03 Feb

Belize smells like Crême Brulée!

It takes about 5 hours to drive across the tiny country of Belize. We stayed 3 days for good measure. Passing countless fields of sugar cane, you’ll eventually reach a processing plant or two, where the wafting smell of burnt sugar fills the air. Belize is the last Central American country we’re visiting before heading back to Mexico, kind of like dessert at the end of a long Central American meal!


It could be argued that we missed the best parts of the country: the island Cayes. Most people traveling to Belize will vacation on Ambergris Caye or Caye Caulker off the coast. They are known for having some of the best diving and snorkeling in the world. Many overlanders will leave their rigs in Sarteneja, grab a water taxi and jet over to the islands for a few days. We opted to stick with Bruno and put these Cayes on our future bucket list of island travels (FYI – this list also includes the San Blas Islands in Panama and the Bay Islands in Honduras. Sailing trip anyone?)

San Ignacio is a great town to stop in after crossing the border from Guatemala. The Mana Kai campground is frequently visited by overlanders, has strong WiFi and hammocks galore! 25 Belizean dollars for the night, which is $12.50 USD.


There’s a bakery on the main road behind the property, so there were mouthwatering smells to wake up to. Also an extensive fruit and vegetable market within walking distance. This place really has it all.


At Mana Kai, we met the very popular couple behind Flightless Kiwis. Emma & Ben started in Alaska 630 days ago with a 2001 Toyota 4Runner and a rooftop tent. These two New Zealanders have so far been moving through Mexico, Belize and Guatemala in a spiral-shaped pattern, leaving their trademark stickers wherever they go. They work on the road and are not missing one square inch of these countries. Check out their awesomely organized rear area! Designed by none other than Calvin at Overland Oasis outside Oaxaca, Mexico.


Leaving San Ignacio was a wet and muddy affair. We drove through the Mountain Pine Ridge Forest Reserve in search of caves and natural pools. Unsure whether the entrance to the forest reserve should be free or not, when the friendly security guard asked for a “park donation” we gave a whopping 2 BZ ($1 USD).


The Rio Frio Cave was hard to find (GPS 16.9795842,-89.0000421) and hard to access down a very muddy road (Bruno loved slipping & sliding). There was therefore absolutely no one around and we had the entire place to ourselves.


It was MUCH bigger than we expected and the first of two incredible FREE sights we saw that day.



The weather improved while we were trampling around the big, dark cave. We emerged into sunlight and took Bruno to find the Rio On pools (GPS 16.986897,-88.9773811).


Another FREE site, completely deserted. If you only saw the Belize coast, you would miss all of this amazing nature inland.


It’s warm enough to want to swim – we are getting IN there!



After swimming and lounging, we had lunch on the rocks. The rest of the afternoon is reserved for finding a place to camp. We leave the pine forest reserve and set out down a very steep hill! There’s rumored to be somewhere to camp in this valley. The emergency brake is tested, while Travis jumps out for a picture.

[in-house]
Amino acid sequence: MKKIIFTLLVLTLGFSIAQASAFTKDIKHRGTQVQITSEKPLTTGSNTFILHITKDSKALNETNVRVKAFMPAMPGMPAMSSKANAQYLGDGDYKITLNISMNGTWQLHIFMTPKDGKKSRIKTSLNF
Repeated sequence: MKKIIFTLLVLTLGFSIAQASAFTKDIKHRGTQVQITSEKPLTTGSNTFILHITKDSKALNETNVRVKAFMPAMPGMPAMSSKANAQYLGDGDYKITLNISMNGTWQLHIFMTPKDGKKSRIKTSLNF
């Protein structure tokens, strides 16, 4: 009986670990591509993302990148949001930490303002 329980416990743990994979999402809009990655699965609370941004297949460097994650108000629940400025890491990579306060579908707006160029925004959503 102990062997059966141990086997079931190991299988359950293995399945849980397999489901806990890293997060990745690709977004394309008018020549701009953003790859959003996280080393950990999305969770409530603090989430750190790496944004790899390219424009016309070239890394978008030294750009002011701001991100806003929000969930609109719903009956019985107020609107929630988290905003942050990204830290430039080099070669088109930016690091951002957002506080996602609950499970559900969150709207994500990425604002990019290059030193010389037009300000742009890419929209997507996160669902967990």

An oasis in the valley – Mike’s Place (GPS 17.111821, -88.928422). A large palapa restaurant with no patrons, we’re really in the middle of nowhere. Barton Creek runs along the property and with a guide you can canoe into a cave at the back of the restaurant. Having seen our own (free) cave earlier in the day,  we passed and set up camp. The restaurant employees assured us someone would be by later to collect the camping fee, but no one ever did. FREE camp! We’ve managed to really keep a lid on this Belize budget.

Two friendly dogs live on the property and spent the night with us, keeping Bruno’s tires warm.


Accessing Mike’s Place from the south, we descended the steep hill with switchbacks. Now leaving Mike’s Place to the north has a river crossing! Not what we were expecting at 8:00 in the morning, but Bruno’s in his element.


Crap, peer pressure from a local behind us! Go Bruno, go!



Bruno considered it a wimpy river compared to the ones we encountered in Costa Rica.


Let’s get off these dirt roads before it rains again!


Bruno is dir-ty at this Belize gas station where we fill up with regular gas for $3.65 USD per gallon ($0.96 USD per liter). Kind of pricey, Belize!


We intended to camp our third night at the Crooked Tree Wildlife Sanctuary further north, but to our surprise, this time of year the sanctuary is under water. Most of the hotels and homes along the waterway are built up on stilts, including the visitor’s center where we learned about all the wildlife you could have seen, if it wasn’t flooded.


We crossed back over the causeway to decide what to do. The copious amounts of rain they’ve been getting have foiled our camping plans!


We continued north to the town of Corozal, which is just before the Mexican border on Corozal Bay. It’s very pretty with shops and restaurants, but the hotels were too expensive for us. The one campsite in town wanted 40 BZ ($20 USD) for mediocre amenities, plus the guy was grumpy and not at all happy to see us. We pondered our options in the sun. We’re 12 minutes from the Mexican border.


Yucatan, it is! We did a late afternoon border cross into Mexico and thanked Belize for all the incredible natural beauty.